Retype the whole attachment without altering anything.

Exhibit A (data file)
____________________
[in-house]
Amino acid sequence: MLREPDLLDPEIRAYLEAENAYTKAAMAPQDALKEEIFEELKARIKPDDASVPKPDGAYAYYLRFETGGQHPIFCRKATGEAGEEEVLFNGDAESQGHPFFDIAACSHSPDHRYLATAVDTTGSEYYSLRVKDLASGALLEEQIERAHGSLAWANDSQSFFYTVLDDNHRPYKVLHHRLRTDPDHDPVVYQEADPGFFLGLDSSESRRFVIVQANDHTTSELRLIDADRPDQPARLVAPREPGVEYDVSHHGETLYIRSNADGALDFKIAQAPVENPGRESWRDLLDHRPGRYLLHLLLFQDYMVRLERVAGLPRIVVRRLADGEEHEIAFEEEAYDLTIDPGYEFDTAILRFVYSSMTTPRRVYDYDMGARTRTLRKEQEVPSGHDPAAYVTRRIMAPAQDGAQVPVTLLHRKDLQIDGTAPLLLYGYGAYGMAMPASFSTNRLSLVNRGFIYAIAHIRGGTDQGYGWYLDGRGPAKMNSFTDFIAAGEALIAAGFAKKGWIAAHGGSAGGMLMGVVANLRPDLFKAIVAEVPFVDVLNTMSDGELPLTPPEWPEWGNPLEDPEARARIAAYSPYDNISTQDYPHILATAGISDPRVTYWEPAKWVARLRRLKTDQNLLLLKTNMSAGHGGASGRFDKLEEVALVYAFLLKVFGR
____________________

[in-house]
Amino acid sequence: MLREPDLLDPEIRAYLEAENAYTKAAMAPQDALKEEIFEELKARIKPDDASVPKPDGAYAYYLRFETGGQHPIFCRKATGEAGEEEVLFNGDAESQGHPFFDIAACSHSPDHRYLATAVDTTGSEYYSLRVKDLASGALLEEQIERAHGSLAWANDSQSFFYTVLDDNHRPYKVLHHRLRTDPDHDPVVYQEADPGFFLGLDSSESRRFVIVQANDHTTSELRLIDADRPDQPARLVAPREPGVEYDVSHHGETLYIRSNADGALDFKIAQAPVENPGRESWRDLLDHRPGRYLLHLLLFQDYMVRLERVAGLPRIVVRRLADGEEHEIAFEEEAYDLTIDPGYEFDTAILRFVYSSMTTPRRVYDYDMGARTRTLRKEQEVPSGHDPAAYVTRRIMAPAQDGAQVPVTLLHRKDLQIDGTAPLLLYGYGAYGMAMPASFSTNRLSLVNRGFIYAIAHIRGGTDQGYGWYLDGRGPAKMNSFTDFIAAGEALIAAGFAKKGWIAAHGGSAGGMLMGVVANLRPDLFKAIVAEVPFVDVLNTMSDGELPLTPPEWPEWGNPLEDPEARARIAAYSPYDNISTQDYPHILATAGISDPRVTYWEPAKWVARLRRLKTDQNLLLLKTNMSAGHGGASGRFDKLEEVALVYAFLLKVFGR